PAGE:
Re: [Harp-L] Harp Commander Instead of Amp ?

Blueharp1@xxxxxxx wrote:
<Nope, the Harp Commander will not duplicate the juicy push/pull of a great  
<tube amp.  That being said, last night I loaded my Bassman R.I. into the  car 
<for a big Halloween Ball gig. Got all set up onstage, began soundcheck, and  
<the Bassman wouldn't power up, and time was short. I always carry the Harp  
<Commander for just this possibility. Funny thing is, until now I've never had
<call it into emergency service. I asked the soundguy to just run all his  
<settings flat across, handed him a line-out cord from the HC, (I have the  
<original ~ let's call it "HC Classic") plugged in, dialed up a very
<sound, and had a great gig that might otherwise have been an exercise in  
<Full-blown tube amp nirvana? Of course not. Fat powerful reliable big  round 
<harp tone through the PA?  Absolutely!  

Since no one else has yet mentioned what I would consider to be an obvious alternative to a full blown amp setup, let me be the first: an amp modeler effect box will run you somewhere between $50 and $250, depending on which make and model you buy, and is a perfectly usable alternative to an amp onstage.  A range of such devices are in use every day by harp players, guitarists, and bassists.  The technology is a decade old and it works, period.  You can get simple devices like the Boss Fender Bassman and Deluxe Reverb emulators-- stomp boxes that emulate one amp only -- or more complex units like the ones from Digitech, Zoom, Line6, etc. that emulate 10-20 amp models plus effects.  (The Vox DA5 mini-amp mentioned in a separate post is basically an amp modeler with a built in speaker.)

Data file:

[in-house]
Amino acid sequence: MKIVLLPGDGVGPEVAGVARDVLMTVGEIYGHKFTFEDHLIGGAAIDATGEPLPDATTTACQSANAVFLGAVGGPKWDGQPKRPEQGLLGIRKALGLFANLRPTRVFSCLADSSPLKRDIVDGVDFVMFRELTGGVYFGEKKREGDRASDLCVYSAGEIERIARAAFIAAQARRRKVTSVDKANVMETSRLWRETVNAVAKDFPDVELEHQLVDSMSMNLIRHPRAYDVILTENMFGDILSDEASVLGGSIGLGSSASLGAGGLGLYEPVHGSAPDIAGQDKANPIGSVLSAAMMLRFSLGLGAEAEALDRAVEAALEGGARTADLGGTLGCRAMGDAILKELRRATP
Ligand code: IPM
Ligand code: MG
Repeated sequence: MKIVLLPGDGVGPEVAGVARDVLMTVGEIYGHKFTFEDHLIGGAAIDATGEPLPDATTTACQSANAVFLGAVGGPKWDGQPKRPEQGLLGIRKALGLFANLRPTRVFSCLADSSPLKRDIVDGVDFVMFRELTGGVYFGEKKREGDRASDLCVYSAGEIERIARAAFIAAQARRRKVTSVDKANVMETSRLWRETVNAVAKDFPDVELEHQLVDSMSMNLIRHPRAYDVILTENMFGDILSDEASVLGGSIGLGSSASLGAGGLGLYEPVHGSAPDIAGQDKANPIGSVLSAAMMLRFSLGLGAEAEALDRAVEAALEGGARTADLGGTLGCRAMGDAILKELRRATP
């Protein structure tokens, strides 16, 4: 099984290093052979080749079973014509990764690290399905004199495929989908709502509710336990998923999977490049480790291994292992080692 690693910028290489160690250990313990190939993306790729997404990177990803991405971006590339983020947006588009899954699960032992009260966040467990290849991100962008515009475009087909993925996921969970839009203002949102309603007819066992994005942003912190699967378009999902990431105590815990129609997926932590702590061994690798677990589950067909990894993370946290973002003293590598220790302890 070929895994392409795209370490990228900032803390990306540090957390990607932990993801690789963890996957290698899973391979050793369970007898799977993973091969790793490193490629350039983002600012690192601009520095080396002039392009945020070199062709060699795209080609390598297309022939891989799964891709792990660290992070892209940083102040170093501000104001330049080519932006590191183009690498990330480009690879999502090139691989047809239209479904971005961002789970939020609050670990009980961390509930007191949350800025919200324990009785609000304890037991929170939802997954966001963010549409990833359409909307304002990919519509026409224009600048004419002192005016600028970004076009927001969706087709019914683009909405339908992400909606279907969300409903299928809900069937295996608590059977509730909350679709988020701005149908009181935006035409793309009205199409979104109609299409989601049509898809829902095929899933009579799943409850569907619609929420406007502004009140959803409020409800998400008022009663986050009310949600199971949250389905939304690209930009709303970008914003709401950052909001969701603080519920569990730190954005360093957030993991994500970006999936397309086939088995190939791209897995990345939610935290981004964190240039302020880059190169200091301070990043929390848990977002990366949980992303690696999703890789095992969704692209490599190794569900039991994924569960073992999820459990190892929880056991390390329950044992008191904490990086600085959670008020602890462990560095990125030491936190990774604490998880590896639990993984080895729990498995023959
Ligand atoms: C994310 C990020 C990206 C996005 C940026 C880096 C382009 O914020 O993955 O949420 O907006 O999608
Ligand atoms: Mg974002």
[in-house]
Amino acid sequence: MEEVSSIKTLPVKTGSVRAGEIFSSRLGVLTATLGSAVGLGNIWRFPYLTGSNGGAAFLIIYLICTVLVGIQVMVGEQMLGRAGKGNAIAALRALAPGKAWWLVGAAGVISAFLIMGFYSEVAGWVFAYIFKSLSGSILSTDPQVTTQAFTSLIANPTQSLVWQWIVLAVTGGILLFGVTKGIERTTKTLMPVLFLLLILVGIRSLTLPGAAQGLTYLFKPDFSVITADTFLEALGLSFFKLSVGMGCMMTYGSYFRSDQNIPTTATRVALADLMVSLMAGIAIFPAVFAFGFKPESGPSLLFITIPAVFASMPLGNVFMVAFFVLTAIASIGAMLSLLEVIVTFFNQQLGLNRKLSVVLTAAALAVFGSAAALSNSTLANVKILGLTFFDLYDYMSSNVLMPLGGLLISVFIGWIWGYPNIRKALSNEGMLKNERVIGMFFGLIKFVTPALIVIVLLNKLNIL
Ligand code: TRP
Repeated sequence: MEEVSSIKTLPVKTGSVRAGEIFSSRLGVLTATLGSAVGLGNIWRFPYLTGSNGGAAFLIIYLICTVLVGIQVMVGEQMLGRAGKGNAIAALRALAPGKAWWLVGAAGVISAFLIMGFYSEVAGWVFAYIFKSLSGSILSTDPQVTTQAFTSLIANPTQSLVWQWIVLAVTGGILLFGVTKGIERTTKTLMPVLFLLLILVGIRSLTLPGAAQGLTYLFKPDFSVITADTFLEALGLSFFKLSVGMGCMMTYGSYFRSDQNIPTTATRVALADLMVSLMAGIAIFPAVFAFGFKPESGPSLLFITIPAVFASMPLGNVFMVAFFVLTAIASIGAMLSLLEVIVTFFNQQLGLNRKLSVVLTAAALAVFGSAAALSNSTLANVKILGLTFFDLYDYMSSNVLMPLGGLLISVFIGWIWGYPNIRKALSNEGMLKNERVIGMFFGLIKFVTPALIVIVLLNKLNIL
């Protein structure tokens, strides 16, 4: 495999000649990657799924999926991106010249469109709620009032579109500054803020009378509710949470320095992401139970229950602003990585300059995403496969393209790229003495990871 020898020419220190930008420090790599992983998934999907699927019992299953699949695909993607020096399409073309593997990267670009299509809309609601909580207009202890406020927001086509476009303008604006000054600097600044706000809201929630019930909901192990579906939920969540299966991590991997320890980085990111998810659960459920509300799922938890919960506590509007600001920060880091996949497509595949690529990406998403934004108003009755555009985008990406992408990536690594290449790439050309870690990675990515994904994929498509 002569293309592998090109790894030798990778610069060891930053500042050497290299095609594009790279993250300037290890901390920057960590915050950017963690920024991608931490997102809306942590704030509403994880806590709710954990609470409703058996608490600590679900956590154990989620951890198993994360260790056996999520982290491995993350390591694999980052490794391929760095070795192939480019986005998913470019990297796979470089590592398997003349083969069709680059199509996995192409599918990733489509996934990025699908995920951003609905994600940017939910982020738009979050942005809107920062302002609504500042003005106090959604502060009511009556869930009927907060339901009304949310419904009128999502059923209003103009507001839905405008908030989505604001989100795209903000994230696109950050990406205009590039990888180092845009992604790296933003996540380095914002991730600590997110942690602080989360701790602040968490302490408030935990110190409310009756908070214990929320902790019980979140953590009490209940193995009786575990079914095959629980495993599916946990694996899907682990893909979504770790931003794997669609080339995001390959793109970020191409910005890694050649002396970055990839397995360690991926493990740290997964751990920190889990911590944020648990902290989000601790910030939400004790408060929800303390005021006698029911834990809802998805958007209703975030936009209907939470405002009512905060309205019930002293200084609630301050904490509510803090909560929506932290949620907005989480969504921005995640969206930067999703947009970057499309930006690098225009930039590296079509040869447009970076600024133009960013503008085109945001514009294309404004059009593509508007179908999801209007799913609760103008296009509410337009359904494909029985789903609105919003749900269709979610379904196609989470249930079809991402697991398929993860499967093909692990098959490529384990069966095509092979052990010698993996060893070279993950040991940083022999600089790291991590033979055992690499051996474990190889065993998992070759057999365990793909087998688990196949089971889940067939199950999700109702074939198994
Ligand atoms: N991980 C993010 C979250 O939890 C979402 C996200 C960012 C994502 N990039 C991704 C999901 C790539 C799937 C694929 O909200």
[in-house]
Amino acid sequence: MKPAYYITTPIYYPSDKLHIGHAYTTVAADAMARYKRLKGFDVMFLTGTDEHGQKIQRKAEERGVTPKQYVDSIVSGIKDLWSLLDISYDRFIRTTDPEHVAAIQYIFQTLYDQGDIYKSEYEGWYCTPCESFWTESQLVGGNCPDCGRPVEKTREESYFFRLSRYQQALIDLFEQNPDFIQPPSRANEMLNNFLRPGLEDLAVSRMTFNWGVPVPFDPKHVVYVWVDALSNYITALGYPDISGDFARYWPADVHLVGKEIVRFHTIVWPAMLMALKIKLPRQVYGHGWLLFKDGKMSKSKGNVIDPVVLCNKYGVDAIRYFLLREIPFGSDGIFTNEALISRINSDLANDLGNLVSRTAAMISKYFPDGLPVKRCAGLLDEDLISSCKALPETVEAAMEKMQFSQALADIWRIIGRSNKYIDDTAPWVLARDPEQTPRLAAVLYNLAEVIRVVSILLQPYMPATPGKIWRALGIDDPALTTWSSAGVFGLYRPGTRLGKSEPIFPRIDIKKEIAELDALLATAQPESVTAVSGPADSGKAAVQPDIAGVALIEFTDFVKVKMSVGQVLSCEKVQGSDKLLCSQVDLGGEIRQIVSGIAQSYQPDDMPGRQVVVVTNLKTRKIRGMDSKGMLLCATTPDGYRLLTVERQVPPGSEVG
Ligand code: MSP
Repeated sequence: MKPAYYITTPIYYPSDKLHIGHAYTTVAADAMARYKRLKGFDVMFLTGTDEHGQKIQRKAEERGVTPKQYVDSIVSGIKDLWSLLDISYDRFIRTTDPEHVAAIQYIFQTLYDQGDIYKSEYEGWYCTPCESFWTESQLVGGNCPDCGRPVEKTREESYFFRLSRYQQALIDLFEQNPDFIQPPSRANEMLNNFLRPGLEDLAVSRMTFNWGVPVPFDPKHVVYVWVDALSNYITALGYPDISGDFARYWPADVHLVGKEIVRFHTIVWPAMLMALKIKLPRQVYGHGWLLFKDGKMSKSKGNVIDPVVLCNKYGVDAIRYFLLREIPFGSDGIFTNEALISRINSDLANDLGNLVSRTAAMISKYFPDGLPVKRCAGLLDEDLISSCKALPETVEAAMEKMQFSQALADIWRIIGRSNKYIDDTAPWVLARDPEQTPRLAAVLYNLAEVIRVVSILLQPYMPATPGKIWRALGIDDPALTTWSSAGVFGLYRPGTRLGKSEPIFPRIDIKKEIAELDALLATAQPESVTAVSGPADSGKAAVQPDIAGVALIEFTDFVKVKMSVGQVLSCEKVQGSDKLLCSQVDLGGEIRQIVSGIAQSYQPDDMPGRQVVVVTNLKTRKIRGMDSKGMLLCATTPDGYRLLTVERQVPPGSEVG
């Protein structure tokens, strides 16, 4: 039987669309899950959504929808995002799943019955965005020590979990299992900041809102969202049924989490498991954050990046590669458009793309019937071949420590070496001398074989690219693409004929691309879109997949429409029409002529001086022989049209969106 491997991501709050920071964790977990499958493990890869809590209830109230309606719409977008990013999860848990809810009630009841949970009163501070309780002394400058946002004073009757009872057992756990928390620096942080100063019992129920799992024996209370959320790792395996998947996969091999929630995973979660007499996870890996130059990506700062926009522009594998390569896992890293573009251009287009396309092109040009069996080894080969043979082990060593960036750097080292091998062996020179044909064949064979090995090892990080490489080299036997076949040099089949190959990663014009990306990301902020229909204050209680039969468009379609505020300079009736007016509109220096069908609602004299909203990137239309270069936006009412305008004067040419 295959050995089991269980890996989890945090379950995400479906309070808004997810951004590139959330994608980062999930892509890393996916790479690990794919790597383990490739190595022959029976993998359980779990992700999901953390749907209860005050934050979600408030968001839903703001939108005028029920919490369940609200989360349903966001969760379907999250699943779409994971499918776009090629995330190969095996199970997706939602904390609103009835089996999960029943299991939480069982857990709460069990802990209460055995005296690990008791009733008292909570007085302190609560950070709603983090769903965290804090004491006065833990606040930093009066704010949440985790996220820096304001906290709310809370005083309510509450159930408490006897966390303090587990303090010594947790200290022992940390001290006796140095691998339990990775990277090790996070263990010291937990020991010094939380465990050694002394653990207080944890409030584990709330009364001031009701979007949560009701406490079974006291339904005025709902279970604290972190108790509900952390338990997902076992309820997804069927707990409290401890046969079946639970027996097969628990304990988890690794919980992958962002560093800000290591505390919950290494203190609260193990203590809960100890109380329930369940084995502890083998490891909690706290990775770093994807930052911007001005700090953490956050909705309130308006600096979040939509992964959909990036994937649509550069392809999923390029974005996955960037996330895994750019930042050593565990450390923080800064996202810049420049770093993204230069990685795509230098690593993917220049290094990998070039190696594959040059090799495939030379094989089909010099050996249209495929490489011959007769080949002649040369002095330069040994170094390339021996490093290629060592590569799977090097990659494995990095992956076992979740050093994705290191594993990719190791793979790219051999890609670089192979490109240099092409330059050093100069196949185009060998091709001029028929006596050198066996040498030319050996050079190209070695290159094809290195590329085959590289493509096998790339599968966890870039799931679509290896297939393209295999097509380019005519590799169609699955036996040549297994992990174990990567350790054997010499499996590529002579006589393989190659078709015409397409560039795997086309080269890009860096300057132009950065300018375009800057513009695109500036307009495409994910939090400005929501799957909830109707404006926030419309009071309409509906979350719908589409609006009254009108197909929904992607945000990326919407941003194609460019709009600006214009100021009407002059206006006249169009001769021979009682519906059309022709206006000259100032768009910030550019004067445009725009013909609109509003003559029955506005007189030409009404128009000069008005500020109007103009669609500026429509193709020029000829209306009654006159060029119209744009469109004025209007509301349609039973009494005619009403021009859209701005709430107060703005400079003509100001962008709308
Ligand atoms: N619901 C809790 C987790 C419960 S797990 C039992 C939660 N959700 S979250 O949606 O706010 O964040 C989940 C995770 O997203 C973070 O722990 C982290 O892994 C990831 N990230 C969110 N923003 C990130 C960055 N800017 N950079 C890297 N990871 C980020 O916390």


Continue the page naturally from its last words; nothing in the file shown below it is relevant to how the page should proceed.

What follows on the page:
I've recently come to the conclusion that the most important advantage of an amp modeler is that range of amp models.  It's one thing to go to a gig with a great-sounding device.  It's another thing to show up with a box that has half a dozen great amp sounds in it, so you can dial up completely different sounds and vib on demand.  Add in the portability and ease of setup that you get with an amp modeler, and it's a lot of power for performing.

But in general, there are lots and lots of ways to sound good. Harp players have an amazing range of great choices for amplification now.  The even better news is that it generally costs less to sound good than it ever did.

Regards, Richard Hunter
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